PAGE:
“Failing infrastructure, service interruptions and massive tariff increases” – these words have become somewhat synonymous with Eskom and South Africa’s electricity supply. Recently, however, those same statements can just as easily be applied to the country’s aging water supply system.
This is according to Andre Agenbag, Divisional Head of Energy Partners Water (EP Water) – a division of Energy Partners and part of the PSG Group. “With the Department of Water and Sanitation (DWS) considering tariff hikes of anything up to 16.5% for the 2020/21 financial year, water restrictions, supply interruptions due to maintenance issues, and talk of ‘water shedding’ – the similarities to the energy crisis are obvious.”
Municipalities remain hampered by old infrastructure, inefficiencies and various other challenges, explains Agenbag, who expects these water price hikes to continue. “The reality is that only 59% of water distributed by municipalities actually generates revenue, which means that water needs to be priced 70% higher, just to fund the non-revenue generating portion“.
“In times of water shortages, municipalities can sell less water. This means they collect less revenue, which means even less can be invested in maintenance of water infrastructure. The only option is to increase tariffs – the similarity to Eskom is uncanny,” he states.
However, having lived through the Eskom crisis, many businesses are now taking steps to become less dependent on municipal water supply. For commercial and industrial property owners, Agenbag says that ground water is a good alternative solution.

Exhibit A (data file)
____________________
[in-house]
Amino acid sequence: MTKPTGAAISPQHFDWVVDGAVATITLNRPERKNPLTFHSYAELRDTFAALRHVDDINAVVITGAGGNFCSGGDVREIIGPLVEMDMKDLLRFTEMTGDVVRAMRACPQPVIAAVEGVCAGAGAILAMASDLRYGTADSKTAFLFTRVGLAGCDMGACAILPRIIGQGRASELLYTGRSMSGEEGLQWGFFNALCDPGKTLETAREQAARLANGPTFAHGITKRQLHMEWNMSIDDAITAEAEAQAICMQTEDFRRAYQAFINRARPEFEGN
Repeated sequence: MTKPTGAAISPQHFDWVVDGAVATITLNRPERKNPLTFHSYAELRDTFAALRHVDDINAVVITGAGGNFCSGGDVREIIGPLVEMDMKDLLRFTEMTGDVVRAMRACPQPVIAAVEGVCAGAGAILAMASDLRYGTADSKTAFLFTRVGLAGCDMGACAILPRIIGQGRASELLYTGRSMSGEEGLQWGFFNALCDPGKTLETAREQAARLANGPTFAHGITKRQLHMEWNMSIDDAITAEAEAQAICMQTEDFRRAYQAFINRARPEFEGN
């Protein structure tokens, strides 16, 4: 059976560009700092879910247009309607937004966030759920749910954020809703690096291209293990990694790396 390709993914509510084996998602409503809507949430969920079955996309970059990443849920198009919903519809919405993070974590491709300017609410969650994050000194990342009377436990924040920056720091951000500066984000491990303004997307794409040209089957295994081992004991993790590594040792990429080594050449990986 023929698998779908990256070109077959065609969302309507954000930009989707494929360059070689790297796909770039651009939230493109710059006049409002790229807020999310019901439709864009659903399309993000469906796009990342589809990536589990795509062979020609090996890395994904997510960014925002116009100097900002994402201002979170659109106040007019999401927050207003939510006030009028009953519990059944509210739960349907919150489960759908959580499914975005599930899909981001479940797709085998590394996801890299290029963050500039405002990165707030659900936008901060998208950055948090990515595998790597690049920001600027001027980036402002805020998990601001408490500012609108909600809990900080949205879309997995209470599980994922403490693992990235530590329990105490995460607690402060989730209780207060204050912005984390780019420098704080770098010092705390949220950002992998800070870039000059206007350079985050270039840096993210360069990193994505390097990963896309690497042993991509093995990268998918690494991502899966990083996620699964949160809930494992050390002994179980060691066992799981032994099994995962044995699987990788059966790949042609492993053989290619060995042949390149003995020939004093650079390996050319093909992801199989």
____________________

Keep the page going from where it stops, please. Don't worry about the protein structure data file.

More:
“A ground water solution, such as a borehole with a water treatment system, does not only offer a reliable, alternative water supply, it can actually significantly reduce a property’s operational costs and increase the owner’s yield on investment“.
“This is because, in addition to bypassing all of the inefficiencies that are costed into the price of municipal water, ground water sources can often be found on the site of the property, which eliminates distribution costs,” Agenbag explains.
These cost-savings, he says, will be particularly substantial for larger properties with considerable daily water consumption levels. “For a commercial property that uses more than 40m3 of water a day, the decision to implement a ground water supply solution has become a ‘no brainer’”.
“In these cases, the property owner can essentially get access to a secure water supply and reduce water costs – all without taking any risk or investing a cent of their own capital,” says Agenbag.
He notes, however, that there is no guarantee that a borehole will yield enough water, nor what the quality of the water would be. “This is why it is important to work with an expert who understands these risks and can help mitigate them. In EP Water’s case, we will take all of these risks on ourselves“.
“We also work with independent environmental consultants and geohydrologists to ensure we utilise ground water resources responsibly and in a sustainable manner. Obtaining Water Use Licenses and permits can be a lengthy process, which is why we encourage our clients to start the process before it is too late,” Agenbag concludes.